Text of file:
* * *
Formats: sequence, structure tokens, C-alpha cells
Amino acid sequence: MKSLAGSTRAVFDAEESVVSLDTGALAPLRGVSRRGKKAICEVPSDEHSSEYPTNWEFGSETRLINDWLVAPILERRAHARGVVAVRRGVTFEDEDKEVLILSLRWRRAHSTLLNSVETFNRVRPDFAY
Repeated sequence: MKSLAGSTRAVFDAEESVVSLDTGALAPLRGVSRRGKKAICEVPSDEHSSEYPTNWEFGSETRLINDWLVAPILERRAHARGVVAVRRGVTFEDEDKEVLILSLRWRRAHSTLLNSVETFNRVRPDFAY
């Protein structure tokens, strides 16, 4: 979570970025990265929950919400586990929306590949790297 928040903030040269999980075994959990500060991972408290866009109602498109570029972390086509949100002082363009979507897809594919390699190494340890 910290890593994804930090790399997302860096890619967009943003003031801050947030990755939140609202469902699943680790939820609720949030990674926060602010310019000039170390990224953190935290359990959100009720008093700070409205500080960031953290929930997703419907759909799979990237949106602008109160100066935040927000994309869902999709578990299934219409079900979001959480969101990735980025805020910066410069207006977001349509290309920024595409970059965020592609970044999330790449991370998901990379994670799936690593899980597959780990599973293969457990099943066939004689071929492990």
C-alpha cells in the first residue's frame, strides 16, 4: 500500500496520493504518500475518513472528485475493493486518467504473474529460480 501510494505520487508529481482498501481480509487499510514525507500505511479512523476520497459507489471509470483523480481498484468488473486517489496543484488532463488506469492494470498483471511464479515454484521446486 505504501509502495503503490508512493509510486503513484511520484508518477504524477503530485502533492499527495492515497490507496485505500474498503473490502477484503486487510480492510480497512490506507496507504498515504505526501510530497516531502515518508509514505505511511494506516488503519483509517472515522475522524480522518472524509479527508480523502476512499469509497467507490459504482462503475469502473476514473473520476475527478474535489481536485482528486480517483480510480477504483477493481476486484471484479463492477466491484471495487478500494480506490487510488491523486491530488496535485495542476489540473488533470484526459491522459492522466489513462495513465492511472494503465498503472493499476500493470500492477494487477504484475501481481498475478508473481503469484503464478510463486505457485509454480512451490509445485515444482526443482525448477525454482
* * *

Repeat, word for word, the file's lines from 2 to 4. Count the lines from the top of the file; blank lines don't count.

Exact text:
Amino acid sequence: MKSLAGSTRAVFDAEESVVSLDTGALAPLRGVSRRGKKAICEVPSDEHSSEYPTNWEFGSETRLINDWLVAPILERRAHARGVVAVRRGVTFEDEDKEVLILSLRWRRAHSTLLNSVETFNRVRPDFAY
Repeated sequence: MKSLAGSTRAVFDAEESVVSLDTGALAPLRGVSRRGKKAICEVPSDEHSSEYPTNWEFGSETRLINDWLVAPILERRAHARGVVAVRRGVTFEDEDKEVLILSLRWRRAHSTLLNSVETFNRVRPDFAY
């Protein structure tokens, strides 16, 4: 979570970025990265929950919400586990929306590949790297 928040903030040269999980075994959990500060991972408290866009109602498109570029972390086509949100002082363009979507897809594919390699190494340890 910290890593994804930090790399997302860096890619967009943003003031801050947030990755939140609202469902699943680790939820609720949030990674926060602010310019000039170390990224953190935290359990959100009720008093700070409205500080960031953290929930997703419907759909799979990237949106602008109160100066935040927000994309869902999709578990299934219409079900979001959480969101990735980025805020910066410069207006977001349509290309920024595409970059965020592609970044999330790449991370998901990379994670799936690593899980597959780990599973293969457990099943066939004689071929492990």